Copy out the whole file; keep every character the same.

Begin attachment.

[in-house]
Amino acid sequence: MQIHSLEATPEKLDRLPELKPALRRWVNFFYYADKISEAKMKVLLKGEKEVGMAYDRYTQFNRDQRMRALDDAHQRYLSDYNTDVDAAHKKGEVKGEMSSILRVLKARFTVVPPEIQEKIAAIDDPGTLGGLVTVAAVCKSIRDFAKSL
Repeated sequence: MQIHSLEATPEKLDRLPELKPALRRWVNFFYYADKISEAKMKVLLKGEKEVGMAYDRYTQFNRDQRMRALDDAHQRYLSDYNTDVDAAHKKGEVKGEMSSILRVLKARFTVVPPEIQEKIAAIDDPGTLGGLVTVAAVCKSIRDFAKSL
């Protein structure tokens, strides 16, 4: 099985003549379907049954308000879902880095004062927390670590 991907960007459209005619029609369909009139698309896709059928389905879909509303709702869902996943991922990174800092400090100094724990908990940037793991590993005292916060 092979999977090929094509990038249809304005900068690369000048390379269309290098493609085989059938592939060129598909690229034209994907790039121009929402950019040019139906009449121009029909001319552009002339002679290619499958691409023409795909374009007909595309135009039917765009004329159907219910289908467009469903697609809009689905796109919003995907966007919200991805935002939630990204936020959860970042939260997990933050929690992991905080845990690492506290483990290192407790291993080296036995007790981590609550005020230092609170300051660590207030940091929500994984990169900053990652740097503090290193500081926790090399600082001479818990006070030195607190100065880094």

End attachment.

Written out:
[in-house]
Amino acid sequence: MQIHSLEATPEKLDRLPELKPALRRWVNFFYYADKISEAKMKVLLKGEKEVGMAYDRYTQFNRDQRMRALDDAHQRYLSDYNTDVDAAHKKGEVKGEMSSILRVLKARFTVVPPEIQEKIAAIDDPGTLGGLVTVAAVCKSIRDFAKSL
Repeated sequence: MQIHSLEATPEKLDRLPELKPALRRWVNFFYYADKISEAKMKVLLKGEKEVGMAYDRYTQFNRDQRMRALDDAHQRYLSDYNTDVDAAHKKGEVKGEMSSILRVLKARFTVVPPEIQEKIAAIDDPGTLGGLVTVAAVCKSIRDFAKSL
């Protein structure tokens, strides 16, 4: 099985003549379907049954308000879902880095004062927390670590 991907960007459209005619029609369909009139698309896709059928389905879909509303709702869902996943991922990174800092400090100094724990908990940037793991590993005292916060 092979999977090929094509990038249809304005900068690369000048390379269309290098493609085989059938592939060129598909690229034209994907790039121009929402950019040019139906009449121009029909001319552009002339002679290619499958691409023409795909374009007909595309135009039917765009004329159907219910289908467009469903697609809009689905796109919003995907966007919200991805935002939630990204936020959860970042939260997990933050929690992991905080845990690492506290483990290192407790291993080296036995007790981590609550005020230092609170300051660590207030940091929500994984990169900053990652740097503090290193500081926790090399600082001479818990006070030195607190100065880094």